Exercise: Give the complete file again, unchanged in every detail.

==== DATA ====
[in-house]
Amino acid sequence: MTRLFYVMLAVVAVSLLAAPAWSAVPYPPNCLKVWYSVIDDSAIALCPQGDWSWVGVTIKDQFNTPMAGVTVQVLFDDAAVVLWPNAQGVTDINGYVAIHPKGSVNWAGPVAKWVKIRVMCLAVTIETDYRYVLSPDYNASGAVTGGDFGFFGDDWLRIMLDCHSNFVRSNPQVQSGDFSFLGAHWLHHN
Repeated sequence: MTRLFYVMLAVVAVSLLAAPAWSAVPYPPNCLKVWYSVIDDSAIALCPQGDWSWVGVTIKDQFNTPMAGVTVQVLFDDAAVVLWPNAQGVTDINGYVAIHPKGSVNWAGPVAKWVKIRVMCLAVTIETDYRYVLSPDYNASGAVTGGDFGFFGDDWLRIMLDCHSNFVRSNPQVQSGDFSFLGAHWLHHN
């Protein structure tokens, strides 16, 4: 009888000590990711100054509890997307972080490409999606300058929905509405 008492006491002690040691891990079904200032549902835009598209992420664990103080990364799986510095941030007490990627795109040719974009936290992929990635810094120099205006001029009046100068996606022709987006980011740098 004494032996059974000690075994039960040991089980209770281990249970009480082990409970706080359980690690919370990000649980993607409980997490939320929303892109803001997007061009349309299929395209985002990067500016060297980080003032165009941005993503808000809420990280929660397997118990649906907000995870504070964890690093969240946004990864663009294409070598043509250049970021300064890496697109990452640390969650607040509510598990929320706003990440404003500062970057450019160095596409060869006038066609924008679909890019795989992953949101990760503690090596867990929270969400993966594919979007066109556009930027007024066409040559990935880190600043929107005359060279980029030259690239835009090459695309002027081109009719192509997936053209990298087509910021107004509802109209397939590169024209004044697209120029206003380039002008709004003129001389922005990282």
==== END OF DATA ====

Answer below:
[in-house]
Amino acid sequence: MTRLFYVMLAVVAVSLLAAPAWSAVPYPPNCLKVWYSVIDDSAIALCPQGDWSWVGVTIKDQFNTPMAGVTVQVLFDDAAVVLWPNAQGVTDINGYVAIHPKGSVNWAGPVAKWVKIRVMCLAVTIETDYRYVLSPDYNASGAVTGGDFGFFGDDWLRIMLDCHSNFVRSNPQVQSGDFSFLGAHWLHHN
Repeated sequence: MTRLFYVMLAVVAVSLLAAPAWSAVPYPPNCLKVWYSVIDDSAIALCPQGDWSWVGVTIKDQFNTPMAGVTVQVLFDDAAVVLWPNAQGVTDINGYVAIHPKGSVNWAGPVAKWVKIRVMCLAVTIETDYRYVLSPDYNASGAVTGGDFGFFGDDWLRIMLDCHSNFVRSNPQVQSGDFSFLGAHWLHHN
């Protein structure tokens, strides 16, 4: 009888000590990711100054509890997307972080490409999606300058929905509405 008492006491002690040691891990079904200032549902835009598209992420664990103080990364799986510095941030007490990627795109040719974009936290992929990635810094120099205006001029009046100068996606022709987006980011740098 004494032996059974000690075994039960040991089980209770281990249970009480082990409970706080359980690690919370990000649980993607409980997490939320929303892109803001997007061009349309299929395209985002990067500016060297980080003032165009941005993503808000809420990280929660397997118990649906907000995870504070964890690093969240946004990864663009294409070598043509250049970021300064890496697109990452640390969650607040509510598990929320706003990440404003500062970057450019160095596409060869006038066609924008679909890019795989992953949101990760503690090596867990929270969400993966594919979007066109556009930027007024066409040559990935880190600043929107005359060279980029030259690239835009090459695309002027081109009719192509997936053209990298087509910021107004509802109209397939590169024209004044697209120029206003380039002008709004003129001389922005990282």